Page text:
The Ministry of Climate, Energy and Utilities recently invited companies to take part in the eighth Danish licensing round for oil and gas exploration and production in the Danish North Sea. Licences were expected to be issued this summer, but political pressure on the government elected in June 2019 means that the eighth licensing round's future is uncertain.
The new government has raised the bar for climate and environmental goals with the aim of making Denmark the world leader in the transition to renewable energy. The government's climate plan calls for a significant focus on the use of wind energy and a new agreement goes even further than the 2018 energy agreement, with plans for an offshore energy island with a capacity of at least 10GW.
The signatories to the Energy Agreement recently decided the location of the first of three new offshore wind farms that will be put up for tender. Unlike previous projects in which the government was responsible for developing the offshore site and preparing the grid connection, the new wind farm will be procured through a procedure in which the winning tender will be responsible for developing and preparing the grid connection.
The government and all parties in Parliament recently entered into an agreement which entails a major commitment to developing green energy by 2030. The agreement contains a broad range of green initiatives and tax reliefs on electricity which aim to encourage Danish consumers to swap fossil fuels for green electricity. Similarly, the planned modernisation of the heating sector aims to provide both companies and consumers with greener and cheaper heating.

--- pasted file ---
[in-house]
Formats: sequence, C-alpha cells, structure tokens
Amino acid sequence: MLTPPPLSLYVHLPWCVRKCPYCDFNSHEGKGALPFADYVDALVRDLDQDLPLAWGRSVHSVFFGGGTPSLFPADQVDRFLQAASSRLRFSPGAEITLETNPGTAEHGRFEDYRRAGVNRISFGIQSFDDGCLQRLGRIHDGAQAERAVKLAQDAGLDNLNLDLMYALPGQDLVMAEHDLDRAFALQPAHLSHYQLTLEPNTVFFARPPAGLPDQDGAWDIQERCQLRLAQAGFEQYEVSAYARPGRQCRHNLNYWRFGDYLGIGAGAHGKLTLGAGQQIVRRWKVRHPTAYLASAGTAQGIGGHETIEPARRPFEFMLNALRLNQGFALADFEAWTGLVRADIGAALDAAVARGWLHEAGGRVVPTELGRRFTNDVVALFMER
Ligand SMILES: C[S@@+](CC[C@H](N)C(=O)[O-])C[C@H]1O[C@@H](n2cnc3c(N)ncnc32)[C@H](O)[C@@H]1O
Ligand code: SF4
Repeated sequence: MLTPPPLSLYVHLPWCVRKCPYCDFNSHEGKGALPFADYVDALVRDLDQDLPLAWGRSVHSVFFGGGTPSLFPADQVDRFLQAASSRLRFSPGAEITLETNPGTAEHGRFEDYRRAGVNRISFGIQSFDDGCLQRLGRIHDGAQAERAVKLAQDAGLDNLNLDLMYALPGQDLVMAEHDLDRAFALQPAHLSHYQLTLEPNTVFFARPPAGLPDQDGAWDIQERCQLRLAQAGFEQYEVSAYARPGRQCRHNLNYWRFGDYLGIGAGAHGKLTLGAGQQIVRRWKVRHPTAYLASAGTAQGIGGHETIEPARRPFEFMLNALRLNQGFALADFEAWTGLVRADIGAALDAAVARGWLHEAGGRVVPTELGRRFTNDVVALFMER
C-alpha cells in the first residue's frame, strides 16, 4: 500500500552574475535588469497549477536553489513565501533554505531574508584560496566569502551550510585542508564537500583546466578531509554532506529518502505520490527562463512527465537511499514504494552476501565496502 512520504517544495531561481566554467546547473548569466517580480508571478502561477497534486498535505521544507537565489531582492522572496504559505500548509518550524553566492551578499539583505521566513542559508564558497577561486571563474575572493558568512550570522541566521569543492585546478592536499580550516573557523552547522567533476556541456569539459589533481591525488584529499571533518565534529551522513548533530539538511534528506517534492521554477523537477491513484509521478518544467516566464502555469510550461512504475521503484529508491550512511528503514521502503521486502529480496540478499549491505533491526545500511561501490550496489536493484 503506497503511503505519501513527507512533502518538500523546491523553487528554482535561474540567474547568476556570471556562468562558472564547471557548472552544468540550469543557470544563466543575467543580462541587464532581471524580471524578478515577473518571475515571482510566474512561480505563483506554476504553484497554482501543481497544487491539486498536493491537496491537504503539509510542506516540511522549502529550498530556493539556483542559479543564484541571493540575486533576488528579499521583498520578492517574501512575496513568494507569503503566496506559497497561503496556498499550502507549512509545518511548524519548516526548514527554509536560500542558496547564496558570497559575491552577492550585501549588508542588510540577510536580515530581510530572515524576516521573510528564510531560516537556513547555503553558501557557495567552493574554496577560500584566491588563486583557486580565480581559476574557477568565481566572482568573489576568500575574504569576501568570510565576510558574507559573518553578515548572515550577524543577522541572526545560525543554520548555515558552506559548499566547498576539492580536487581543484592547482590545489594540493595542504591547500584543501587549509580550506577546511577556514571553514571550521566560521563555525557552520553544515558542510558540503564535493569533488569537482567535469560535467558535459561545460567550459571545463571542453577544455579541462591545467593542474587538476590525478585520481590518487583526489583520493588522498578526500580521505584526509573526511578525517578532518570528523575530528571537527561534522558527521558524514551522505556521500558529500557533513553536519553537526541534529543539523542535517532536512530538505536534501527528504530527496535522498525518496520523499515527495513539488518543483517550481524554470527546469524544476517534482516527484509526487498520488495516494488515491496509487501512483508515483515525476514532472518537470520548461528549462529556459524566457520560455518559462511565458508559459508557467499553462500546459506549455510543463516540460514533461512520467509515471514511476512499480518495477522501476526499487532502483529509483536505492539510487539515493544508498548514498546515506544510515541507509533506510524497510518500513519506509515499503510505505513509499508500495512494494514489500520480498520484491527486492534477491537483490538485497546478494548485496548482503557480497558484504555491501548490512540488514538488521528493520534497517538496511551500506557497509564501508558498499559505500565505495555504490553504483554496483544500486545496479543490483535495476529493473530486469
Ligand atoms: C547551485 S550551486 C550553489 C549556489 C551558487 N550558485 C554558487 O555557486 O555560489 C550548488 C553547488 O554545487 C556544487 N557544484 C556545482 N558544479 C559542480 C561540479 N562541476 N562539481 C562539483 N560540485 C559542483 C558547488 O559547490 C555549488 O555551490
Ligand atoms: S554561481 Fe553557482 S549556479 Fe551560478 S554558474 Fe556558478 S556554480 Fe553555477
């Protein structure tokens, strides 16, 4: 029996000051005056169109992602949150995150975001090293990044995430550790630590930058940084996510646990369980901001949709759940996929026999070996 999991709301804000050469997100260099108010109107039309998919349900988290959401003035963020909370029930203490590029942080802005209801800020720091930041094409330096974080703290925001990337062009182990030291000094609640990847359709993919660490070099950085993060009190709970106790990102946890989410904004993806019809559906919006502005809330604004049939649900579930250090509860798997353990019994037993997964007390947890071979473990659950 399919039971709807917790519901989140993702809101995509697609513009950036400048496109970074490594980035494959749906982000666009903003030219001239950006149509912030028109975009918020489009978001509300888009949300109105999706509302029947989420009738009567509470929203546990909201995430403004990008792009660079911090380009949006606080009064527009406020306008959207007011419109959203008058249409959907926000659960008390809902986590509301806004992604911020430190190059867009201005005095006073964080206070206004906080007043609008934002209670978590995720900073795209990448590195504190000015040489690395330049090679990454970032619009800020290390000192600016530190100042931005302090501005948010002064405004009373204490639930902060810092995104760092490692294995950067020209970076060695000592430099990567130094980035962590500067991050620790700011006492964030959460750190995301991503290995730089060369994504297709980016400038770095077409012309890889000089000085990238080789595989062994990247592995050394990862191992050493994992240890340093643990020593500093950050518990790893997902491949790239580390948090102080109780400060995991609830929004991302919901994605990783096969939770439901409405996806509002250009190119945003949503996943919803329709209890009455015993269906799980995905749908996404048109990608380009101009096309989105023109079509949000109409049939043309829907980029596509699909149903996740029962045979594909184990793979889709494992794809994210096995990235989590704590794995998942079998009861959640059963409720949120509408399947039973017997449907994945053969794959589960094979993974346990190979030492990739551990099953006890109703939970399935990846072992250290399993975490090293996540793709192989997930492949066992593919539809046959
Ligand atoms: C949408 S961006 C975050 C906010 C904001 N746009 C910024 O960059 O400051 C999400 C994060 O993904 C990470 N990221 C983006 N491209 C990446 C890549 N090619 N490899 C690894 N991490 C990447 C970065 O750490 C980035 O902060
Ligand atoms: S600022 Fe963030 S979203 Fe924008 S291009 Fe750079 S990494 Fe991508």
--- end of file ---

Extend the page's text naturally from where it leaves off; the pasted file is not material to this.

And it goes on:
The Danish transmission systems for electricity and natural gas are owned, operated and developed by Energinet, an independent public enterprise owned by the state. The government recently made a new political agreement with a broad number of political parties concerning Energinet's future economic regulation, which means that it will become subject to a revenue framework. With the new agreement, Denmark will follow the same regulatory tendencies seen in other northern and western European countries.
A new executive order, which provides a framework for how grid companies can cover operational costs and return of investment, will be one of the most important tools for such companies going forward. The executive order stipulates the rules governing the prices that electrical grid companies can charge consumers to cover the costs of running the grid and has introduced a five-year regulation period.
Due to a recent agreement between the government and the Danish People's Party, solar and wind power projects will compete for state subsidies for the first time. Under the new subsidy model, the solar power, land windmill or near-shore windmill projects which deliver the highest amount of megawatts for the lowest price will receive subsidies until the budget is allocated. Subsidies will be awarded as a fixed additional charge to the electricity cost.
The government-established Energy Commission recently filed its recommendations for the future energy policy. The commission's report forms part of the policy preparation for the next stage of Denmark's green transition. The central message of the recommendations is that to reach the goal of a low-emissions society by 2050, an ambitious and long-term energy policy must be established by 2020.
In several energy supply industry sectors, profits are allowed only as a reasonable return on invested capital subject to regulatory control. This applies, for example, to the electricity distribution, gas distribution and heating supply sectors. The Danish Energy Regulatory Authority is in the process of establishing new methods and principles for determining a reasonable return on invested capital across the different sectors.
The government recently came to an agreement with a majority of Parliament concerning the financial regulation of electricity distribution companies. The agreement is the first step towards the government's new energy supply strategy. However, its details remain vague, including with regards to general and individual optimisation requirements.